Ten years ago, I wrote an article for NEW MOBILITY about Google’s supposedly revolutionary Glass headset and what it might offer for wheelchair users. I had a lot of fun testing out the futuristic-looking device, but wasn’t sure what its future looked like. I closed the article with a quote from a Google staffer who promised, “We’re going to learn about things that Glass can help people do that we have no idea about now.”
In case you’ve forgotten or never heard about Glass, it was a lightweight headset attached to a glasses frame, with a built-in visual display that let you make calls, take pictures and videos, and access social media hands-free, using voice, head tilt or other controls. Two years after my article, Google stopped making Glass for the public.
I forgot about my headset — packed away in its felt pouch in the back of my closet — until last year. A representative for a German company had sent a message through the NM website touting “a new technology combining smart glasses to help electric wheelchair drivers control their wheelchair (hands-free) through a minimalist head control device via Bluetooth.” When I saw the pictures on their site, the device looked just like a Glass, and more importantly, it seemed to allow users to control their power chairs by simply tilting their heads.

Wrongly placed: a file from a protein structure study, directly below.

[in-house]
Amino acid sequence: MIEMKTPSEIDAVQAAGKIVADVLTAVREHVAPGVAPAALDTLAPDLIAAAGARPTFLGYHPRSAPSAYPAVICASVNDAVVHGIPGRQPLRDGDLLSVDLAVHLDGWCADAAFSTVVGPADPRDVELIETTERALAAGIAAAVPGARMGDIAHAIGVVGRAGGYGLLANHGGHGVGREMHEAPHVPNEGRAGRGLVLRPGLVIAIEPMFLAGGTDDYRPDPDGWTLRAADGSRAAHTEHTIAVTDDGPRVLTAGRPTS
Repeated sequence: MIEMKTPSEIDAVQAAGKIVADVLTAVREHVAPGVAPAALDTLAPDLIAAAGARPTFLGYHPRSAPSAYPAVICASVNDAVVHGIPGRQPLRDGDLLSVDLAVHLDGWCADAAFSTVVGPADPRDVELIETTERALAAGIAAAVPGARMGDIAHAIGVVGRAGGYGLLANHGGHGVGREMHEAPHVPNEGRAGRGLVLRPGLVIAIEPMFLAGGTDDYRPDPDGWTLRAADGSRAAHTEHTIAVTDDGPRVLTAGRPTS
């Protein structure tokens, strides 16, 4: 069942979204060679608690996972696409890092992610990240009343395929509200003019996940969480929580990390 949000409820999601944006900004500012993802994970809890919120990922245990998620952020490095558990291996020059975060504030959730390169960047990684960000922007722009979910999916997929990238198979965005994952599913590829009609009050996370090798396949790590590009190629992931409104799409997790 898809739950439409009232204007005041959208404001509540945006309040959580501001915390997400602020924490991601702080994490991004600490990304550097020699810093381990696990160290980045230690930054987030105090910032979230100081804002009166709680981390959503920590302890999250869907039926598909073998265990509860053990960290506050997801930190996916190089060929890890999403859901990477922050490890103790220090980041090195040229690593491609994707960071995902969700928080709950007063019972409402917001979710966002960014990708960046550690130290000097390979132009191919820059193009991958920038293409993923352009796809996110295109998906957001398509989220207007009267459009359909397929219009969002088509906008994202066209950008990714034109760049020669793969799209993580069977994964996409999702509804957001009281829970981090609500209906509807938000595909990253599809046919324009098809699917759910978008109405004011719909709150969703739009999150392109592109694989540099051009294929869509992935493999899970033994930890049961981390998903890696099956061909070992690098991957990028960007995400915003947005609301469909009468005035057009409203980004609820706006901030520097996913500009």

The company, munevo, had been operating in Europe for three years and was preparing to bring their product, munevo DRIVE, to the U.S. Having heard numerous friends rant about their frustrations with current hands-free control options for power chairs, I was excited to hear about a new way to safely drive for those who can’t use arms or hands.
The headset has been exhibited at Abilities Expos around the U.S., and munevo offered one to NEW MOBILITY so I could try it and get feedback from other testers.
Up to 40 percent of children with ADHD also experience symptoms of cognitive disengagement syndrome (CDS; previously called sluggish cognitive tempo). These include excessive daydreaming, staring or zoning out, being lost in one’s thoughts, sleepiness, and peer relationship challenges. While CDS is not an official diagnosis in the DSM, decades of research confirm that CDS is an important type of inattention that negatively impacts day-to-day functioning.